Four years ago, following the IPEX 2006 event, the UK-based SP Group Ltd took a giant step in overhauling its workflow, purchasing DALIM SOFTWARE’s MISTRAL to automate the repetitive and labor intensive tasks associated with preparing files for printing.
“We were looking for a workflow that is open and not tied to a particular vendor, a centralized system that optimized PDF files for print processes, and that we could customize for different devices,” says Nick Stevens, technical director for SP Group.
MISTRAL–with a Twist backbone–has evolved into the prepress hub for the company, allowing the SP team to easily manage its various methods of output for its customers’ promotion requirements, while saving it considerable time and money. It sits smack in the middle of the company’s different RIPs and output devices.
“It is our essential repository for our POP and promotion work, and used very much as the center for all the print, color management processes and optimization processes,” says Stevens.
SP’s workflow follows a fairly straightforward route. Pages are supplied by customers as PDF or as native artwork and a PDF file is built, set to an ISO standard. The file is uploaded to MISTRAL for color management and optimized for the specific print process.
The optimized file is used internally for approvals within the MISTRAL workflow. Quality control is assured with a two-stage approval process. The uploaded file is first approved by a Macintosh operator, then by a CSR gatekeeper. Only after they both give the thumbs up is the job ready for print. The CSR’s approval automatically triggers an email to the department head of the specified print process. For example, for a job slated for sheetfed litho, the email will go the litho department head. He then transfers the file from MISTRAL to the RIP.
While MISTRAL’s capabilities include the ability to automatically transfer the file to the RIP, the company, in this case anyway, prefers a manual road. “We deliberately intervene, and don’t automatically transfer the file,” says Stevens. “We prefer that a human is able to do it. MISTRAL gives us the flexibility to automate when you need to and intervene when you don’t want to.”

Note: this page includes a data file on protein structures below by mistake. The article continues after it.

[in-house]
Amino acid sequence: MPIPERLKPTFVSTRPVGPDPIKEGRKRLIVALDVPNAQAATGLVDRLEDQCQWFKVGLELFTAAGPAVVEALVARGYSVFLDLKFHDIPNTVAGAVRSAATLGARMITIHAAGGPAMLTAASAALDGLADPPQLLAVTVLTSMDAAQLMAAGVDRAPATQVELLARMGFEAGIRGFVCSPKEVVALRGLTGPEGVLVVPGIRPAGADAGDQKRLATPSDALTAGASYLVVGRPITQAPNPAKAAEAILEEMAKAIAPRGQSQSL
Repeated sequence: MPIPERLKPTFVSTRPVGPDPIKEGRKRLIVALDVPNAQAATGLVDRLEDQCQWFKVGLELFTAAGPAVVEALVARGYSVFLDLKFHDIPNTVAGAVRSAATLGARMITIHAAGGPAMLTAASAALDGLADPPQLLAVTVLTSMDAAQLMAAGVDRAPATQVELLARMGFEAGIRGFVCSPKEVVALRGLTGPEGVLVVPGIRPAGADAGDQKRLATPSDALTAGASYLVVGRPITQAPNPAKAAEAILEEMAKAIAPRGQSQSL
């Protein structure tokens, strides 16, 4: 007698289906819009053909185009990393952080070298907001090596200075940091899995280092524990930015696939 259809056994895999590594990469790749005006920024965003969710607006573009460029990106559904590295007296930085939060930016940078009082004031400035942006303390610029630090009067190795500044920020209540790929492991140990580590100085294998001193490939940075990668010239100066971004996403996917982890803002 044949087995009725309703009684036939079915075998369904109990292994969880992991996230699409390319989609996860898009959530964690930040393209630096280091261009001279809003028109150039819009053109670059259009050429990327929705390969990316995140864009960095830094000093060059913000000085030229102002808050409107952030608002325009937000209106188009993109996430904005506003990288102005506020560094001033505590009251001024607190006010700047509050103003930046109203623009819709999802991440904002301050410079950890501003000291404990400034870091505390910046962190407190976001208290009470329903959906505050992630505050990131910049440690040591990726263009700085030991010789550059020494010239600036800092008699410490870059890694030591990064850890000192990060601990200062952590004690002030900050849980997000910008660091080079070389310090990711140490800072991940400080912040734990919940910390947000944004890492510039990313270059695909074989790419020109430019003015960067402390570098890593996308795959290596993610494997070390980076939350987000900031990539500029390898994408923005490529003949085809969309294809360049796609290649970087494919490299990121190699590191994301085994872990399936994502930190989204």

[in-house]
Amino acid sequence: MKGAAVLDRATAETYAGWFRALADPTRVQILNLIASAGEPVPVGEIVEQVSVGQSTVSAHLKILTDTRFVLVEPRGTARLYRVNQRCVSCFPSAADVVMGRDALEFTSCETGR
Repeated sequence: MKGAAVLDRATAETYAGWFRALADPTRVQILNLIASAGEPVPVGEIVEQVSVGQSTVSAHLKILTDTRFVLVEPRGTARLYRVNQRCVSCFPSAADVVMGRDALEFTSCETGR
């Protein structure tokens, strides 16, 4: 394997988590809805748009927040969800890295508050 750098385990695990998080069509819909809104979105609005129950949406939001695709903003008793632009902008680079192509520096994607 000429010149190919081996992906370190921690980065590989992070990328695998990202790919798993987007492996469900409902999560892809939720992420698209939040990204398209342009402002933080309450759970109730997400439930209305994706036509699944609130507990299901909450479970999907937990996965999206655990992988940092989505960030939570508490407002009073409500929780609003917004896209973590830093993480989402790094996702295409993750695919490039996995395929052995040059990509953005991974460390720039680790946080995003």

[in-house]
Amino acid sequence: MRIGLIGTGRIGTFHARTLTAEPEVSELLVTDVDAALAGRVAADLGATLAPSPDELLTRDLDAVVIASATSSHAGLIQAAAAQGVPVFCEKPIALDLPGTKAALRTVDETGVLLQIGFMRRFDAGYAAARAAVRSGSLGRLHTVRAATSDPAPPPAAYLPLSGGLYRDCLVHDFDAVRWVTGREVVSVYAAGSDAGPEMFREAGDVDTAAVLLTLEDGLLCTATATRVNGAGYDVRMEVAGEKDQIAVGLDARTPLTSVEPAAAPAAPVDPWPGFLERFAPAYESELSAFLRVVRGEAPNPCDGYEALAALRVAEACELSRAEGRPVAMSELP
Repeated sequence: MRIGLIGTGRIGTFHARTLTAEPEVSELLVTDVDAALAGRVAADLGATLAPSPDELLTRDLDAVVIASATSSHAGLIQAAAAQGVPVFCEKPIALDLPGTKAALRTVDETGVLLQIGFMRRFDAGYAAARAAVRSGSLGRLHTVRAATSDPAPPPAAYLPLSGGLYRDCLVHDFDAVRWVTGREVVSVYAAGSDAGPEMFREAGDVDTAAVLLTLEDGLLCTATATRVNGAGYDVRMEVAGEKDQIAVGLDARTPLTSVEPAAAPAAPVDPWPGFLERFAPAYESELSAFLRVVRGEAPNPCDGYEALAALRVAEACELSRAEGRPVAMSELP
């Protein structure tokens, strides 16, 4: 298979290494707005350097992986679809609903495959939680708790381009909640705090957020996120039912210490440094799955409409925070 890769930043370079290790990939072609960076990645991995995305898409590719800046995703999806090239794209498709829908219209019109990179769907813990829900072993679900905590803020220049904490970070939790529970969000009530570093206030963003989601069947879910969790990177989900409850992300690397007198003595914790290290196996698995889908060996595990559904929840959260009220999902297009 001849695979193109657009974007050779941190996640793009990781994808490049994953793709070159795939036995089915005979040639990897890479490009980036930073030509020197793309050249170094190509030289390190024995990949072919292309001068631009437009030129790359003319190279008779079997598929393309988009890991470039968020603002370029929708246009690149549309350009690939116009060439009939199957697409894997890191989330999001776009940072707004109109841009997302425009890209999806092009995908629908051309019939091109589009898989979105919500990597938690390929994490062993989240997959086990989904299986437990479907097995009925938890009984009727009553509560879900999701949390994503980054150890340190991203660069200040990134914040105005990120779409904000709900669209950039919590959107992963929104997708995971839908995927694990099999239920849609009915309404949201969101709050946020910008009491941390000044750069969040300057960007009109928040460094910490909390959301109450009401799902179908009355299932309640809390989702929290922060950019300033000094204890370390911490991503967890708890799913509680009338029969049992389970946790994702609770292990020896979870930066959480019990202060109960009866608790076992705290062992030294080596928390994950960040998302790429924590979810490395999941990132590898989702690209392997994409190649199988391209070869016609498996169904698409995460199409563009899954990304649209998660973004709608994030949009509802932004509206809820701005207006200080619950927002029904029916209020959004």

The company takes full advantage of MISTRAL’s automation skills to optimize files for print, including applying standards for the different processes. Prior to MISTRAL’s implementation, files were created to a standard and optimized for the particular print process manually. “The challenge,” notes Stevens, “was that different people had different views of what ‘optimized’ means. Now, the standards are built into the workflow, and they are reliable, consistent, and applied automatically. For us, MISTRAL is really an optimization tool, creating files to a standard. We are quite dependent on the MISTRAL process.”
A common scenario is a similar piece of artwork—not necessarily the exact artwork but one relating to the same product or service—is printed on two different output devices in two different sizes. For instance, a card that sits on the store counter is printed on an Indigo digital press, while a B1 panel hung on the wall behind the counter is printed using screen print. SP color manages within MISTRAL to match colors as close as possible for the different pieces, while simultaneously moving the job through the shop faster.
“In the last 10 years, we’ve more than doubled our size, but the size of our prepress department has only increased in terms of head count by 30-40%,” says Stevens. “Some of it has come from other improvements in workflow and some of it because of MISTRAL.”
Looking forward, SP plans to continue to streamline its workflow, moving color management to GMG or Alwan technology, while expanding MISTRAL’s role in automating production tasks. But that is just the beginning. Explains Stevens, “We are looking to migrate into DIALOGUE ES, and bring in JDF and link the workflow to our management information system—to automate all the specs on the job from the MIS to the workflow.”